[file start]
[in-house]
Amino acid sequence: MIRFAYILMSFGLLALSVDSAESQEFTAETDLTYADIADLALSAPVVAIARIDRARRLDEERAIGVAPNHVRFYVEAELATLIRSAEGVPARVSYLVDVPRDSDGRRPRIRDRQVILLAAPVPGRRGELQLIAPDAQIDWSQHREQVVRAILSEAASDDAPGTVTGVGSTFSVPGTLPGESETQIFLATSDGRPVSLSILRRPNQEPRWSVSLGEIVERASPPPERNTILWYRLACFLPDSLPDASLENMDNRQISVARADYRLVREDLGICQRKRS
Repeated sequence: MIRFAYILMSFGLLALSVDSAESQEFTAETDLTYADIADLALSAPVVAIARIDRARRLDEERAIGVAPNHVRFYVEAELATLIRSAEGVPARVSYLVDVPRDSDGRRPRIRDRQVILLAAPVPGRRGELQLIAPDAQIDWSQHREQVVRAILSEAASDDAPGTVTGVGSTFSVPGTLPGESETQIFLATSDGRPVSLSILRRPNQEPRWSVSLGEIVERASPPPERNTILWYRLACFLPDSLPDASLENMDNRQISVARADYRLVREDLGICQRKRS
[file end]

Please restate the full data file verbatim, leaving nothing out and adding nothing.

[in-house]
Amino acid sequence: MIRFAYILMSFGLLALSVDSAESQEFTAETDLTYADIADLALSAPVVAIARIDRARRLDEERAIGVAPNHVRFYVEAELATLIRSAEGVPARVSYLVDVPRDSDGRRPRIRDRQVILLAAPVPGRRGELQLIAPDAQIDWSQHREQVVRAILSEAASDDAPGTVTGVGSTFSVPGTLPGESETQIFLATSDGRPVSLSILRRPNQEPRWSVSLGEIVERASPPPERNTILWYRLACFLPDSLPDASLENMDNRQISVARADYRLVREDLGICQRKRS
Repeated sequence: MIRFAYILMSFGLLALSVDSAESQEFTAETDLTYADIADLALSAPVVAIARIDRARRLDEERAIGVAPNHVRFYVEAELATLIRSAEGVPARVSYLVDVPRDSDGRRPRIRDRQVILLAAPVPGRRGELQLIAPDAQIDWSQHREQVVRAILSEAASDDAPGTVTGVGSTFSVPGTLPGESETQIFLATSDGRPVSLSILRRPNQEPRWSVSLGEIVERASPPPERNTILWYRLACFLPDSLPDASLENMDNRQISVARADYRLVREDLGICQRKRS